GOOD
Articles

Picture Show: Tilt Shift Views of Massive Tourist Attractions

An odd paradox of growing up is that even though we get bigger (and, ideally, wiser), the world somehow gets more difficult to deal with. As we age, the scale of our problems seems to increase exponentially; meanwhile, our ability to regard our surroundings with wide-eyed wonder diminishes.

An odd paradox of growing up is that even though we get bigger (and, ideally, wiser), the world somehow gets more difficult to deal with. As we age, the scale of our problems seems to increase exponentially; meanwhile, our ability to regard our surroundings with wide-eyed wonder diminishes. In an effort to reclaim and celebrate that childlike sense of awe, Bryan Solarski uses an increasingly popular technique called tilt shift to photograph massive tourist attractions, from a sold-out hockey game in New York's Madison Square Garden to a bullfight in Madrid.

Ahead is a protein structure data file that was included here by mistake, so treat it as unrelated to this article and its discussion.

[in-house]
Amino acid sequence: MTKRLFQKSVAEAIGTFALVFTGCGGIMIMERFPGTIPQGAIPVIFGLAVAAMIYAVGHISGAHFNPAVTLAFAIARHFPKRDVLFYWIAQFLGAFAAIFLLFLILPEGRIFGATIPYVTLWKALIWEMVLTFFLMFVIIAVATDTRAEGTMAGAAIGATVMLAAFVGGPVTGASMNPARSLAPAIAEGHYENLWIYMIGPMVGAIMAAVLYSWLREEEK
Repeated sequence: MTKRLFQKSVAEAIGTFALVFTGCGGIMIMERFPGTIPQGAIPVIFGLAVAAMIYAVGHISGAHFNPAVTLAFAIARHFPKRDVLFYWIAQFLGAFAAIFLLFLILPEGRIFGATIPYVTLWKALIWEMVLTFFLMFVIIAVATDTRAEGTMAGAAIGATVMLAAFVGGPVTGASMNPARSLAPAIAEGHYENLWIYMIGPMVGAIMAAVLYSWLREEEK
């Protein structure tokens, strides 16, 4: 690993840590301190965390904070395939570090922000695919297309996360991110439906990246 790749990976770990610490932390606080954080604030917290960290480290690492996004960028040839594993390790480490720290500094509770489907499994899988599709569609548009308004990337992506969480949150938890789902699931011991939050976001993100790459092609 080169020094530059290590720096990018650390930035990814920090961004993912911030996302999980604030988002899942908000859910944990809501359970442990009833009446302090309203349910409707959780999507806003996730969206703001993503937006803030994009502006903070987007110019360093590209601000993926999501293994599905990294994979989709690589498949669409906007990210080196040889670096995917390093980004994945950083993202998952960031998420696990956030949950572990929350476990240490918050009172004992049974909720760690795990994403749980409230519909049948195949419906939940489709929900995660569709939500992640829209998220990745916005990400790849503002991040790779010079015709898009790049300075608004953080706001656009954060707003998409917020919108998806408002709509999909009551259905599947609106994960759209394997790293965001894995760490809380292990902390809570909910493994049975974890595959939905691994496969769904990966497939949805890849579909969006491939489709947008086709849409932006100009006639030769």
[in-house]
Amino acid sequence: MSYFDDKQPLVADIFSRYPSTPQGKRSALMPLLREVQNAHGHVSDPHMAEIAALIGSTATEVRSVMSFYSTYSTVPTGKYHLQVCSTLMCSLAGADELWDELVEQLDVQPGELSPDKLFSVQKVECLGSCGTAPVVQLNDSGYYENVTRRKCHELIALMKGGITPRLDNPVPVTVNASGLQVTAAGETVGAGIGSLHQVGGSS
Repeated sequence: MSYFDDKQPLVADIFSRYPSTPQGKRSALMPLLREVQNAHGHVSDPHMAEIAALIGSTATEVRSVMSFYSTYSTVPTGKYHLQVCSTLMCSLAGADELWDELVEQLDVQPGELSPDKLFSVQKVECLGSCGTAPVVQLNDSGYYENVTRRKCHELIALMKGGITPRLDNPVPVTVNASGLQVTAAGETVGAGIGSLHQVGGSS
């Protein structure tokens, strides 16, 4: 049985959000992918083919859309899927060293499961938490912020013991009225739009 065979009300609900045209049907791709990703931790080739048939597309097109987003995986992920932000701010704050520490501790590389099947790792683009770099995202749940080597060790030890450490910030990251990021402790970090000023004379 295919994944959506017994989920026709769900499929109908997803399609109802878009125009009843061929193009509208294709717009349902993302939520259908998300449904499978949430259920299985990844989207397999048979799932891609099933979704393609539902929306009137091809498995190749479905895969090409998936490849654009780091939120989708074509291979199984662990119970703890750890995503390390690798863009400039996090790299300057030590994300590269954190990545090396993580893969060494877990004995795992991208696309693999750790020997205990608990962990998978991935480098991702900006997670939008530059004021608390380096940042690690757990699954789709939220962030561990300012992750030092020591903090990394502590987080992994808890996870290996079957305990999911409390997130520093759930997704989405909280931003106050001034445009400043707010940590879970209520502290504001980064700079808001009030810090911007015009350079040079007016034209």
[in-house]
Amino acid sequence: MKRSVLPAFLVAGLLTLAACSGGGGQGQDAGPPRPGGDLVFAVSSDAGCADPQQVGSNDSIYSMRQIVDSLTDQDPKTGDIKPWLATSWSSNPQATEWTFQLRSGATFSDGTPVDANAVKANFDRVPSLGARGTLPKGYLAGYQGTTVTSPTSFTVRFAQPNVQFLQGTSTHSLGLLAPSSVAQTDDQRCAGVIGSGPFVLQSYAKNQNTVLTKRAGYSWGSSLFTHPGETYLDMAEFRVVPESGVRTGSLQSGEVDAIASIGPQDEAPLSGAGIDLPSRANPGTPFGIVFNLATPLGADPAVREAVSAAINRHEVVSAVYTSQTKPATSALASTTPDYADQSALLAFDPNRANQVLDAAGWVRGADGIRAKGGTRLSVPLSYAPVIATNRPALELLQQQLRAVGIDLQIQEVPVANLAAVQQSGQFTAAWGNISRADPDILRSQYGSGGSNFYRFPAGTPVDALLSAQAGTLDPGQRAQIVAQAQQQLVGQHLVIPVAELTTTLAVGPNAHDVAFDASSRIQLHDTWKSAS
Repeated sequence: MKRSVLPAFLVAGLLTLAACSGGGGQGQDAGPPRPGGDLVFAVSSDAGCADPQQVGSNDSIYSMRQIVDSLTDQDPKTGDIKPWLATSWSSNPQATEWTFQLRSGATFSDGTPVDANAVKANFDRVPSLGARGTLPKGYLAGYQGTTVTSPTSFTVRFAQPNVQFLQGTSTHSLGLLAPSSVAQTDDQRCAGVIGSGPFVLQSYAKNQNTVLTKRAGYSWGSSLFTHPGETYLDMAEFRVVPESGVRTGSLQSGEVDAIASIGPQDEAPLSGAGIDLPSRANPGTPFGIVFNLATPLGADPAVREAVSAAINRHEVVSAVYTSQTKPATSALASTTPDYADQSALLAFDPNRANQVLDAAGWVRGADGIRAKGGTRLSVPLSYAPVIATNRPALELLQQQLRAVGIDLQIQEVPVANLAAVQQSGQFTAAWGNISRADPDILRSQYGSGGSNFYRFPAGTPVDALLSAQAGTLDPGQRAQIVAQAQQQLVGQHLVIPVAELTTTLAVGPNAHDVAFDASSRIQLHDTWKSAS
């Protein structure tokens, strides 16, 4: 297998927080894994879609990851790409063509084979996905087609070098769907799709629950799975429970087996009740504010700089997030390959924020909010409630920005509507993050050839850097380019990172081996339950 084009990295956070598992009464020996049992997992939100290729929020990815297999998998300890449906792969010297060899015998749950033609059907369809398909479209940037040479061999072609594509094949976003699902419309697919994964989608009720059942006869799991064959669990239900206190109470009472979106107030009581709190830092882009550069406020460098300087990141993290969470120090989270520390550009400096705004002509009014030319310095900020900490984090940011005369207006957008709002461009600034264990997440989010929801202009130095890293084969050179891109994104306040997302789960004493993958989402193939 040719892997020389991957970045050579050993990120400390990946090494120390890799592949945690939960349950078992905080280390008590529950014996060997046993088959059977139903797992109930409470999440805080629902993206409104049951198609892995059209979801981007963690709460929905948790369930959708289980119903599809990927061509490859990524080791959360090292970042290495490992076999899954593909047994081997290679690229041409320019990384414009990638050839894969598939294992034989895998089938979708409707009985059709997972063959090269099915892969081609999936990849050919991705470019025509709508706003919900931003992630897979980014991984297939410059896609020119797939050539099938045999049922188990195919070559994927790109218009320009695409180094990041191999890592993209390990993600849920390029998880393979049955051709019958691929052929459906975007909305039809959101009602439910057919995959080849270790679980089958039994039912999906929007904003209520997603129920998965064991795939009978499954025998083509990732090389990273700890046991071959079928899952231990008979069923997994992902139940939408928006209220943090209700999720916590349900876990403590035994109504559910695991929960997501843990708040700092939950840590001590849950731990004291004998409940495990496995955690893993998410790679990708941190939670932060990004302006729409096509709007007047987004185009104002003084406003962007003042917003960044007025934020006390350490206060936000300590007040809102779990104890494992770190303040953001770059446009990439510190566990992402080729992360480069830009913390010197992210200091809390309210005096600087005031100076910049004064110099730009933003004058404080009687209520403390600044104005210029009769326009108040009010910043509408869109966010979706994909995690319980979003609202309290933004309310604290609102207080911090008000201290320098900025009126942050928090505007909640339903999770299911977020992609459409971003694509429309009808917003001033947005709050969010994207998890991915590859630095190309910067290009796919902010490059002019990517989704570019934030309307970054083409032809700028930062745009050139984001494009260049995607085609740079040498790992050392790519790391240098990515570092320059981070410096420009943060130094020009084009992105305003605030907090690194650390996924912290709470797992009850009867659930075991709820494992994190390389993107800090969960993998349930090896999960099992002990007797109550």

"I wanted to recreate the dreamlike feeling of actually being in these places in a playful way," says Solarski. "And I think tilt shift is popular right now (and was a good way to do that), because it gives the viewer a sense of being in a smaller world, a bit like the way the world looks to a kid."

What follows is a selection from Bryan Solarksi's "Little World."

Bullfight, Madrid, Spain

Madison Square Garden, New York City

Grand Canal, Venice, Italy

Beach One, Coney Island, New York City

Beach Two, Coney Island

Roman Ruins, Rome, Italy

Street Corner, Paris, France

Centre Pompidou, Paris

Beach Three, Almafi Coast, Italy

Musee Du Louvre, Paris

Bridges, Pittsburgh, Pennsylvania

The Guggenheim Museum, New York City

Vatican museum, Vatican City

Trending Stories